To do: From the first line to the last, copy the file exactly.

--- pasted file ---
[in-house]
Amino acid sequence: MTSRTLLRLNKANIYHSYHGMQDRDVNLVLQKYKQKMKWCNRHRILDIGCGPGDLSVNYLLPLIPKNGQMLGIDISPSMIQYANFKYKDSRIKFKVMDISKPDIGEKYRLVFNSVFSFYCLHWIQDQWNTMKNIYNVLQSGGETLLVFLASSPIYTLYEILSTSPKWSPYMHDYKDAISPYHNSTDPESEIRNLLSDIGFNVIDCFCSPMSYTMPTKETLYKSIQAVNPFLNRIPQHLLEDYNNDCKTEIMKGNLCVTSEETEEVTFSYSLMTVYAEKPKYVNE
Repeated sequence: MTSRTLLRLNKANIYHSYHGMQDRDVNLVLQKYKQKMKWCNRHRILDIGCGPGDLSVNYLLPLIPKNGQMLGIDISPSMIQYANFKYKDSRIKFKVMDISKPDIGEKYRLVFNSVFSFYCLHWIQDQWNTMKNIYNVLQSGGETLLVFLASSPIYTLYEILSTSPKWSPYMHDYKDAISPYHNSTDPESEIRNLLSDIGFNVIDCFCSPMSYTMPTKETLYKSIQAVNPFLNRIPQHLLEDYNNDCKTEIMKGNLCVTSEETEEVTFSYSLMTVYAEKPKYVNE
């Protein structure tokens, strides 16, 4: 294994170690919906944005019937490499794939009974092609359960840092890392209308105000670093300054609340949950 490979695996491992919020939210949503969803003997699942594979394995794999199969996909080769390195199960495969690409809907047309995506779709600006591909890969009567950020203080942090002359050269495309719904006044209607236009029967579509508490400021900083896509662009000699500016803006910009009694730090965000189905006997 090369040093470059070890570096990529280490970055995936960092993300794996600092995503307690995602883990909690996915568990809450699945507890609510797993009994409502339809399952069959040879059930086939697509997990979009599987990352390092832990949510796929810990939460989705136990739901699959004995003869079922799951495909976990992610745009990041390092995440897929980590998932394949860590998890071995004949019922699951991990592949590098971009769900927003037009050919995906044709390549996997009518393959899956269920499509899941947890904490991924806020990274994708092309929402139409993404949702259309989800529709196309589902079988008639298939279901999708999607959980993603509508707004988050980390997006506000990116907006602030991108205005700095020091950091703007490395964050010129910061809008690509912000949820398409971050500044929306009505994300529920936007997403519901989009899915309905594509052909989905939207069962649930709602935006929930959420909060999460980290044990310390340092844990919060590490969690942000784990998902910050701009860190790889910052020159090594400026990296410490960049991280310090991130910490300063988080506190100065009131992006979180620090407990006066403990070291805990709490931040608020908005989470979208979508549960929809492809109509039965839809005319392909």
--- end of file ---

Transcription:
[in-house]
Amino acid sequence: MTSRTLLRLNKANIYHSYHGMQDRDVNLVLQKYKQKMKWCNRHRILDIGCGPGDLSVNYLLPLIPKNGQMLGIDISPSMIQYANFKYKDSRIKFKVMDISKPDIGEKYRLVFNSVFSFYCLHWIQDQWNTMKNIYNVLQSGGETLLVFLASSPIYTLYEILSTSPKWSPYMHDYKDAISPYHNSTDPESEIRNLLSDIGFNVIDCFCSPMSYTMPTKETLYKSIQAVNPFLNRIPQHLLEDYNNDCKTEIMKGNLCVTSEETEEVTFSYSLMTVYAEKPKYVNE
Repeated sequence: MTSRTLLRLNKANIYHSYHGMQDRDVNLVLQKYKQKMKWCNRHRILDIGCGPGDLSVNYLLPLIPKNGQMLGIDISPSMIQYANFKYKDSRIKFKVMDISKPDIGEKYRLVFNSVFSFYCLHWIQDQWNTMKNIYNVLQSGGETLLVFLASSPIYTLYEILSTSPKWSPYMHDYKDAISPYHNSTDPESEIRNLLSDIGFNVIDCFCSPMSYTMPTKETLYKSIQAVNPFLNRIPQHLLEDYNNDCKTEIMKGNLCVTSEETEEVTFSYSLMTVYAEKPKYVNE
């Protein structure tokens, strides 16, 4: 294994170690919906944005019937490499794939009974092609359960840092890392209308105000670093300054609340949950 490979695996491992919020939210949503969803003997699942594979394995794999199969996909080769390195199960495969690409809907047309995506779709600006591909890969009567950020203080942090002359050269495309719904006044209607236009029967579509508490400021900083896509662009000699500016803006910009009694730090965000189905006997 090369040093470059070890570096990529280490970055995936960092993300794996600092995503307690995602883990909690996915568990809450699945507890609510797993009994409502339809399952069959040879059930086939697509997990979009599987990352390092832990949510796929810990939460989705136990739901699959004995003869079922799951495909976990992610745009990041390092995440897929980590998932394949860590998890071995004949019922699951991990592949590098971009769900927003037009050919995906044709390549996997009518393959899956269920499509899941947890904490991924806020990274994708092309929402139409993404949702259309989800529709196309589902079988008639298939279901999708999607959980993603509508707004988050980390997006506000990116907006602030991108205005700095020091950091703007490395964050010129910061809008690509912000949820398409971050500044929306009505994300529920936007997403519901989009899915309905594509052909989905939207069962649930709602935006929930959420909060999460980290044990310390340092844990919060590490969690942000784990998902910050701009860190790889910052020159090594400026990296410490960049991280310090991130910490300063988080506190100065009131992006979180620090407990006066403990070291805990709490931040608020908005989470979208979508549960929809492809109509039965839809005319392909």